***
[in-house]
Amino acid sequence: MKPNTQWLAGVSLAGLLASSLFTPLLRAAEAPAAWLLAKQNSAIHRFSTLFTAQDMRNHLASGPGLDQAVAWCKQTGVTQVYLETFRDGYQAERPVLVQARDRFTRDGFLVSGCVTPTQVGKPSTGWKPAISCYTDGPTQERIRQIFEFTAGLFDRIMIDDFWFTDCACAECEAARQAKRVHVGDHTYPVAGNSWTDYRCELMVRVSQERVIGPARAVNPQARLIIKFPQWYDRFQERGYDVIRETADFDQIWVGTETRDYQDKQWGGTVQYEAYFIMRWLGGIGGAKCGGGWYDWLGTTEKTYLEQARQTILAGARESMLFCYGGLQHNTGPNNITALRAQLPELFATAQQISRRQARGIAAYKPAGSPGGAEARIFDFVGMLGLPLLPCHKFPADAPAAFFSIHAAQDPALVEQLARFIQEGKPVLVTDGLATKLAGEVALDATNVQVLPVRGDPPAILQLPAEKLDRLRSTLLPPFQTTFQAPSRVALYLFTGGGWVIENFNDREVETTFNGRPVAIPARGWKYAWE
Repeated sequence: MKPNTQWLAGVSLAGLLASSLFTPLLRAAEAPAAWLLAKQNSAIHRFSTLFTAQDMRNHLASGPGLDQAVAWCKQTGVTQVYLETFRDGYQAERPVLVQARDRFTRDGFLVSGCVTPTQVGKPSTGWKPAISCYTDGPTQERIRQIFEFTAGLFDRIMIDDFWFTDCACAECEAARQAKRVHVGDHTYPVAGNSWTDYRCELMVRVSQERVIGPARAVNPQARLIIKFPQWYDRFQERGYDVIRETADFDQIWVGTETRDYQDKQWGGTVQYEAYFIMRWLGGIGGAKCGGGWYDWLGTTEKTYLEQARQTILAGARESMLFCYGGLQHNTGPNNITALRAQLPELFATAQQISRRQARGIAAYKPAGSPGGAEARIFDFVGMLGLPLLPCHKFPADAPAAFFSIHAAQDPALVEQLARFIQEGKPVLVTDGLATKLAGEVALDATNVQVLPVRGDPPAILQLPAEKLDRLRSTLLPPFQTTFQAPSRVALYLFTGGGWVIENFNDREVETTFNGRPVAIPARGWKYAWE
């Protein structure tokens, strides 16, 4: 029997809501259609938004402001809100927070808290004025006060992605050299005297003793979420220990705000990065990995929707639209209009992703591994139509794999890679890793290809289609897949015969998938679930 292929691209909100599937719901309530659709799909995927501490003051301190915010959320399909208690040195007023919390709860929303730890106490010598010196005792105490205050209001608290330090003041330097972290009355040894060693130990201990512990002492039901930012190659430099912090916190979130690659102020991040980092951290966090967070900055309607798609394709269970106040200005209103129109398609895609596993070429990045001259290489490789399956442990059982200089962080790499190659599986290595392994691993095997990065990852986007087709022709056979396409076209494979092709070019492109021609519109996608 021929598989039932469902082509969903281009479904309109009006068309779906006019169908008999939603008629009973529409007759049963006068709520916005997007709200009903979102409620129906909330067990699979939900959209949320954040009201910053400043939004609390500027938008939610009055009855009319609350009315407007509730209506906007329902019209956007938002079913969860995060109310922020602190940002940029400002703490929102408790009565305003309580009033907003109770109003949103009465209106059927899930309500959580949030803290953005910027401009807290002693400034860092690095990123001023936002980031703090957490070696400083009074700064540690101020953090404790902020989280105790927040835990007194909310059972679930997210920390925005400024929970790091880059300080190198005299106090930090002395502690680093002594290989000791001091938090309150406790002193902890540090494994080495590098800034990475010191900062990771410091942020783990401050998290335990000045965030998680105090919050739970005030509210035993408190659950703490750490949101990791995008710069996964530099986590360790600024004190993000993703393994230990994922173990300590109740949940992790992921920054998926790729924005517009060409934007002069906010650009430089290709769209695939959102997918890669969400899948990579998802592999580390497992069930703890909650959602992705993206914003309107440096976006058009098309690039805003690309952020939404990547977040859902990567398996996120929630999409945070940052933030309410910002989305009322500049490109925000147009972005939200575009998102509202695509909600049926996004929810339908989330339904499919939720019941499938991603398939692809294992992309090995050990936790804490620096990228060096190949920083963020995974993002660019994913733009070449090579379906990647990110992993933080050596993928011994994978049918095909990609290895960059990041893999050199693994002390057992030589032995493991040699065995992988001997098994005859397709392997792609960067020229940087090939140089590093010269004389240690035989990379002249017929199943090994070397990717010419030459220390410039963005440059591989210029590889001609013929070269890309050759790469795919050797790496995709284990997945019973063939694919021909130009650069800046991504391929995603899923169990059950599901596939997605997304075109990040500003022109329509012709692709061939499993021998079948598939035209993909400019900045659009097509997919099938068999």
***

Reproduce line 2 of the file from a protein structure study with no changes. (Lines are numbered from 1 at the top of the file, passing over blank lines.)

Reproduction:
Amino acid sequence: MKPNTQWLAGVSLAGLLASSLFTPLLRAAEAPAAWLLAKQNSAIHRFSTLFTAQDMRNHLASGPGLDQAVAWCKQTGVTQVYLETFRDGYQAERPVLVQARDRFTRDGFLVSGCVTPTQVGKPSTGWKPAISCYTDGPTQERIRQIFEFTAGLFDRIMIDDFWFTDCACAECEAARQAKRVHVGDHTYPVAGNSWTDYRCELMVRVSQERVIGPARAVNPQARLIIKFPQWYDRFQERGYDVIRETADFDQIWVGTETRDYQDKQWGGTVQYEAYFIMRWLGGIGGAKCGGGWYDWLGTTEKTYLEQARQTILAGARESMLFCYGGLQHNTGPNNITALRAQLPELFATAQQISRRQARGIAAYKPAGSPGGAEARIFDFVGMLGLPLLPCHKFPADAPAAFFSIHAAQDPALVEQLARFIQEGKPVLVTDGLATKLAGEVALDATNVQVLPVRGDPPAILQLPAEKLDRLRSTLLPPFQTTFQAPSRVALYLFTGGGWVIENFNDREVETTFNGRPVAIPARGWKYAWE